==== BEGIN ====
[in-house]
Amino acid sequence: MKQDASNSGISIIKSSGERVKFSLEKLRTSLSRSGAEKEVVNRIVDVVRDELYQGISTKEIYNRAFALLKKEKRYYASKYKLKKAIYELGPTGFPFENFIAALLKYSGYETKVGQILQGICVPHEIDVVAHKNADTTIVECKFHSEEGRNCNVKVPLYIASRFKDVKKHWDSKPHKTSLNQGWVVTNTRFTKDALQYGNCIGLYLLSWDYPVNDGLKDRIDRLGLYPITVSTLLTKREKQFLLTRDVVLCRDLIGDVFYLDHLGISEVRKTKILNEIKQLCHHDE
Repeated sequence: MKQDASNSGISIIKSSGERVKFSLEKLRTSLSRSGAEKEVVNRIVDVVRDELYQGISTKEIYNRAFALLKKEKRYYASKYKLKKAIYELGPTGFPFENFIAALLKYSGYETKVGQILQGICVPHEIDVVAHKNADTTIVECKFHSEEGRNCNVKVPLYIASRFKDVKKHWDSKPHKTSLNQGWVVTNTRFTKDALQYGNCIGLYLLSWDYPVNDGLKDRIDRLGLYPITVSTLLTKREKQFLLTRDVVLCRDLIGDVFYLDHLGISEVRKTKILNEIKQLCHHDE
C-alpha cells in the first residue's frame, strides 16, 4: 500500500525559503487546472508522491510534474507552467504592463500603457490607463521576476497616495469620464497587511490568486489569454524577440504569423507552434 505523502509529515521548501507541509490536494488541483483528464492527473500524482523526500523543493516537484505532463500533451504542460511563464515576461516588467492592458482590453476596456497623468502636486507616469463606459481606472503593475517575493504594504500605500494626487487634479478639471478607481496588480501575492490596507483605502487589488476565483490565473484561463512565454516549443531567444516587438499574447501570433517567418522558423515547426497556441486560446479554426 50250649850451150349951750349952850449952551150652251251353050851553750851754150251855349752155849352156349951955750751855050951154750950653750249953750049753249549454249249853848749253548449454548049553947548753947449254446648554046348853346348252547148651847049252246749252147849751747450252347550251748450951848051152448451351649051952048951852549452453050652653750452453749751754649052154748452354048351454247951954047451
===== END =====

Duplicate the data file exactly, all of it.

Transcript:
[in-house]
Amino acid sequence: MKQDASNSGISIIKSSGERVKFSLEKLRTSLSRSGAEKEVVNRIVDVVRDELYQGISTKEIYNRAFALLKKEKRYYASKYKLKKAIYELGPTGFPFENFIAALLKYSGYETKVGQILQGICVPHEIDVVAHKNADTTIVECKFHSEEGRNCNVKVPLYIASRFKDVKKHWDSKPHKTSLNQGWVVTNTRFTKDALQYGNCIGLYLLSWDYPVNDGLKDRIDRLGLYPITVSTLLTKREKQFLLTRDVVLCRDLIGDVFYLDHLGISEVRKTKILNEIKQLCHHDE
Repeated sequence: MKQDASNSGISIIKSSGERVKFSLEKLRTSLSRSGAEKEVVNRIVDVVRDELYQGISTKEIYNRAFALLKKEKRYYASKYKLKKAIYELGPTGFPFENFIAALLKYSGYETKVGQILQGICVPHEIDVVAHKNADTTIVECKFHSEEGRNCNVKVPLYIASRFKDVKKHWDSKPHKTSLNQGWVVTNTRFTKDALQYGNCIGLYLLSWDYPVNDGLKDRIDRLGLYPITVSTLLTKREKQFLLTRDVVLCRDLIGDVFYLDHLGISEVRKTKILNEIKQLCHHDE
C-alpha cells in the first residue's frame, strides 16, 4: 500500500525559503487546472508522491510534474507552467504592463500603457490607463521576476497616495469620464497587511490568486489569454524577440504569423507552434 505523502509529515521548501507541509490536494488541483483528464492527473500524482523526500523543493516537484505532463500533451504542460511563464515576461516588467492592458482590453476596456497623468502636486507616469463606459481606472503593475517575493504594504500605500494626487487634479478639471478607481496588480501575492490596507483605502487589488476565483490565473484561463512565454516549443531567444516587438499574447501570433517567418522558423515547426497556441486560446479554426 50250649850451150349951750349952850449952551150652251251353050851553750851754150251855349752155849352156349951955750751855050951154750950653750249953750049753249549454249249853848749253548449454548049553947548753947449254446648554046348853346348252547148651847049252246749252147849751747450252347550251748450951848051152448451351649051952048951852549452453050652653750452453749751754649052154748452354048351454247951954047451